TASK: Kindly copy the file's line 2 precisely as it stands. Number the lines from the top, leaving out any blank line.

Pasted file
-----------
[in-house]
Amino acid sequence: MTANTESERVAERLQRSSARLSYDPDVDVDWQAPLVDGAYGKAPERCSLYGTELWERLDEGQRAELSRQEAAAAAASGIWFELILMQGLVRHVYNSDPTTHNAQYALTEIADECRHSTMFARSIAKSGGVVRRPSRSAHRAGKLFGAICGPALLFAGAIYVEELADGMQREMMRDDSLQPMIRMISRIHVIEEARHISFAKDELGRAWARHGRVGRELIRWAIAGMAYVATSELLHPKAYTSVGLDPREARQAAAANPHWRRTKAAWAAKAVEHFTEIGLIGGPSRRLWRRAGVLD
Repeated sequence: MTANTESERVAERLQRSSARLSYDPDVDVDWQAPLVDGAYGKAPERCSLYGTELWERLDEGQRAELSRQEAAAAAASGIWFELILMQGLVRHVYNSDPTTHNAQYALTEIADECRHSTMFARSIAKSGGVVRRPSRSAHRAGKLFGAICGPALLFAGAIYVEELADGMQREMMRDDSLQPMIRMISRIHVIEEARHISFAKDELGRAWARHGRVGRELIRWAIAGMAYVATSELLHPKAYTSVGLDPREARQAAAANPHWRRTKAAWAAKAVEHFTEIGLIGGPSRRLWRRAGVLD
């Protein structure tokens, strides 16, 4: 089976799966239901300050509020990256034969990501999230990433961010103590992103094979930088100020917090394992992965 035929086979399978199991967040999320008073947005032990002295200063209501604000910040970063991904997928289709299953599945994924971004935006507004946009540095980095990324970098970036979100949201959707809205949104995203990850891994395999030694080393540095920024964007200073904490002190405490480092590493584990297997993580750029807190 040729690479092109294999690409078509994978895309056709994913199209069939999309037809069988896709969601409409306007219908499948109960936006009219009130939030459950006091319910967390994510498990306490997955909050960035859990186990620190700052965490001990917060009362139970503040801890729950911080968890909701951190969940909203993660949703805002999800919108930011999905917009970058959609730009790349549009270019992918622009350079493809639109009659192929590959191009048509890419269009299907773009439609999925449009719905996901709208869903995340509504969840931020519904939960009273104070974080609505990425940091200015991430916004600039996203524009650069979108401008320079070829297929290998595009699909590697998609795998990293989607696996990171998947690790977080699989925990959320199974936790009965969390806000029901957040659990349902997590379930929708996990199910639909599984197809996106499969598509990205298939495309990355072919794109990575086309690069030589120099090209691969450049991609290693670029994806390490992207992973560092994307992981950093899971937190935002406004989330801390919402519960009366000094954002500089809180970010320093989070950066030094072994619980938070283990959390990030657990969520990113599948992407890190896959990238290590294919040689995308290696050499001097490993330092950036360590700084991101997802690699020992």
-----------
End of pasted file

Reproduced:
Amino acid sequence: MTANTESERVAERLQRSSARLSYDPDVDVDWQAPLVDGAYGKAPERCSLYGTELWERLDEGQRAELSRQEAAAAAASGIWFELILMQGLVRHVYNSDPTTHNAQYALTEIADECRHSTMFARSIAKSGGVVRRPSRSAHRAGKLFGAICGPALLFAGAIYVEELADGMQREMMRDDSLQPMIRMISRIHVIEEARHISFAKDELGRAWARHGRVGRELIRWAIAGMAYVATSELLHPKAYTSVGLDPREARQAAAANPHWRRTKAAWAAKAVEHFTEIGLIGGPSRRLWRRAGVLD